In Depth

Why gun violence is dropping as gun sales rise

US statistics tell a contradictory tale – but the good news is that murders are falling

In January, with a year of his presidency remaining, Barack Obama announced he would take executive action to curb mass shootings, bypassing the Republican-controlled Congress to tighten restrictions on gun ownership.

"We are the only advanced country on earth that sees this kind of mass violence erupt with this kind of frequency," he said.

His speech followed a string of attacks, including a shooting in San Bernardino, California, in which Syed Rizwan Farook and Tashfeen Malik pledged allegiance to Islamic State before killing 14 people, and another in Charleston, South Carolina, for which Dylann Roof confessed to killing nine people in the hope of igniting a race war.

Since then, thousands more people have died in shootings, most of which have provoked neither presidential comment nor widespread television coverage.

Only a handful of gun deaths result from high-profile mass attacks such as those in South Carolina, says Gus Powell in the New York Times.

"The rest are a pencil sketch of everyday America at its most violent," he says. "They tally scores of unfortunates in the wrong place at the wrong time: an 11-month-old clinging to his mother's hip, shot as she prepared to load him into a car; a 77-year-old church deacon, killed by a stray bullet while watching television on his couch."

With the number of recorded incidents involving guns in the US so far this year already well above 20,000 and fatalities exceeding 5,000, it is hard to believe the President's strategy is working – but the figures suggest it may be.

Since Obama took office in January 2009, the number of deaths resulting from gun crime in the US has fallen, despite a rise in mass shootings (and suicides).

The latest figures provided by the FBI show a reduction in violent gun deaths of 13 per cent between 2012 and 2014. These figures exclude gun suicides, which have been on the rise since 2009, and accidental deaths, including those at the hands of children.

Source: FBI Uniform Crime Reports

According to the Gun Violence Archive, an independent non-profit body that uses hundreds of sources to track statistics of deaths and injuries, fatalities resulting from the "defensive use" of firearms also fell by 19 per cent.

Gun ownership falls – as gun sales rise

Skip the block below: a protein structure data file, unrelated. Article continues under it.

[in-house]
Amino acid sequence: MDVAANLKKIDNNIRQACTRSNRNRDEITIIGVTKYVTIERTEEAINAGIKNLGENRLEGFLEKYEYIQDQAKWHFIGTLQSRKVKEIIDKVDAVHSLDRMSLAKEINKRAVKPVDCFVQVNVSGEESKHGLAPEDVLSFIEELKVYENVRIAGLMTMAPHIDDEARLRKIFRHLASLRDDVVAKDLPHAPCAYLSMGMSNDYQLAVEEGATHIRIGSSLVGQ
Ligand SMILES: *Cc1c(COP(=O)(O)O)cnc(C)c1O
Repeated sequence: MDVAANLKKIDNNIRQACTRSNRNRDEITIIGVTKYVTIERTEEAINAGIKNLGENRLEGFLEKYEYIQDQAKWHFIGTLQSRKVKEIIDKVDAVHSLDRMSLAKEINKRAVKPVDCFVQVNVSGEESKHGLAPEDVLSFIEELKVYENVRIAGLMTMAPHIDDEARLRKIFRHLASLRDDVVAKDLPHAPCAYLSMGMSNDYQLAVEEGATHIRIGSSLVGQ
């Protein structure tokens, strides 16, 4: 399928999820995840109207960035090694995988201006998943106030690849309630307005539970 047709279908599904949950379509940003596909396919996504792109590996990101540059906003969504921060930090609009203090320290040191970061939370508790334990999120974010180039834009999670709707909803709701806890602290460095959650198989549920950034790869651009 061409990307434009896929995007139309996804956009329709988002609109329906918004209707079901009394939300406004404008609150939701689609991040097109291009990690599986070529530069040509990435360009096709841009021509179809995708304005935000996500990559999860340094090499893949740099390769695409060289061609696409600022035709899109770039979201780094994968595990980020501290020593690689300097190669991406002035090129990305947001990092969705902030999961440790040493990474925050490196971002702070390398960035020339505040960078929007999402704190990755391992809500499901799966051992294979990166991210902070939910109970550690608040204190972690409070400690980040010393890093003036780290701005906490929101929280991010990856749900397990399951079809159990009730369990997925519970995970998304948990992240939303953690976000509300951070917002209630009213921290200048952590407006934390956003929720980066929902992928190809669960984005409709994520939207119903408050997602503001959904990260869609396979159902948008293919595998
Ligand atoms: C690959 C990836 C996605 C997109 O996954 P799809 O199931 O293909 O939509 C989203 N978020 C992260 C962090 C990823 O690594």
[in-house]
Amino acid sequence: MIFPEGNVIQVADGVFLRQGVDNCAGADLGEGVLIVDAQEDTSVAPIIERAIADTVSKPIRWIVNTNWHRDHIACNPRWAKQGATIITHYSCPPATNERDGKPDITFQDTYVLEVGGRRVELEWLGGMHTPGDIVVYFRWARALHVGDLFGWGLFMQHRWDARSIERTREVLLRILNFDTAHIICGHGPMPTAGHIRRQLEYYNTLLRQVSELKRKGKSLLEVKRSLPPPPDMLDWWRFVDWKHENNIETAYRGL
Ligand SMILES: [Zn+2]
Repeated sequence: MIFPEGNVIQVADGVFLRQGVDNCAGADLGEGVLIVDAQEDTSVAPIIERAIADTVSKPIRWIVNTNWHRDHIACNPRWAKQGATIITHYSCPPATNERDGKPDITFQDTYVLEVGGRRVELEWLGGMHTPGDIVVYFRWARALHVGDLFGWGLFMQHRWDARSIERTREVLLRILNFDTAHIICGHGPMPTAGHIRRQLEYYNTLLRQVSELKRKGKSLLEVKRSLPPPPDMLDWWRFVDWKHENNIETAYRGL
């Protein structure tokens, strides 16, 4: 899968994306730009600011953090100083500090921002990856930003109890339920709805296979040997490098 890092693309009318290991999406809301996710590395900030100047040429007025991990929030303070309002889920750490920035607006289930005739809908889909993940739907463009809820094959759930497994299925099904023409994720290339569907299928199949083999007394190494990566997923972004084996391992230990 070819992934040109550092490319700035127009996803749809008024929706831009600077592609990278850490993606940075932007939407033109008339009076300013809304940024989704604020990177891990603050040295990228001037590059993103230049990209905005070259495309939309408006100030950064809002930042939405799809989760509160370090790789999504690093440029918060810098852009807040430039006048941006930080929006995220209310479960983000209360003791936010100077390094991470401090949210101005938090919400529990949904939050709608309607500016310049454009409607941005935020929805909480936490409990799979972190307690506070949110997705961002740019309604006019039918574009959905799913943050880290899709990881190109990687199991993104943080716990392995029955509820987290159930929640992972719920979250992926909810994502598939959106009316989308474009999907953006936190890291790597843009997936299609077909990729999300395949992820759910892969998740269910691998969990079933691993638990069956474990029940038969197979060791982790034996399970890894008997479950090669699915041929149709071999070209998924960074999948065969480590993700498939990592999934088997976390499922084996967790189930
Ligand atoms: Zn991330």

Source: NORC, University of Chicago

While firearm sales continue to grow ‒ manufacturers almost doubled annual production from 5.6 million to 10.9 million between 2009 and 2013 ‒ gun ownership is in long-term decline.

The reason for the apparent paradox is that those people who do own weapons are buying more of them. This trend tends to accelerate after mass shootings, says Time magazine, as people look to protect themselves or to increase their arsenal before tighter regulations can be brought in.

Gun purchases can be hard to monitor as they are not officially tracked, but the FBI does record the number of pre-purchase background checks it is asked to carry out.

That can be used as a guide to the number of sales taking place, albeit an imperfect one, as not all checks result in a sale. Even so, the sharp rise in the number of background checks strongly suggests sales have been on the rise in recent years, even as the number of gun owners has fallen.

Source: FBI Monthly Statistics

This helps to explain why last year, for the first time, there were more guns than people in the US, according to the Washington Post.

Why are violent gun deaths falling?

The numbers paint a confusing picture: fewer people own guns, but gun sales are up; gun crime fatalities are falling, while gun suicides are rising.

A superficial reading of the graphs above might suggest either that violent deaths fall when fewer households own guns or that more guns lead to fewer deaths.

But a third factor may be involved. Between 2012 and 2014, an increase in police resources, coupled with advances in technology, allowed officers to gather more data on violent crime and use it to focus their efforts on high-risk areas.

"When they have accurate, current information on where crime is happening, [the police] can identify the neighborhoods where they are needed most," says the Washington Post's Wonkblog.

The fall has also coincided with a long-term reduction in violent crime across the developed world.

Suicide bucks the trend

Despite the fall in gun crime deaths, suicides involving firearms have risen – and from a high starting point. The US suicide rate is about twice that of the UK and more than half of Americans who kill themselves use guns.

Although pro-gun ownership groups have argued that suicidal people would find alternative methods if guns were unavailable, a study published by Harvard University in 2008 found that a country's suicide rate "depends in large part on the ready availability of highly lethal means, especially firearms".

Michael Anestis, a professor of psychology at the University of Southern Mississippi who has studied suicide and gun control, said reducing suicides involving firearms would not necessarily lead to an increase in other methods.

"Suicide is difficult," he told CNN, "and when you make a difficult thing harder, it's that much less likely to happen."

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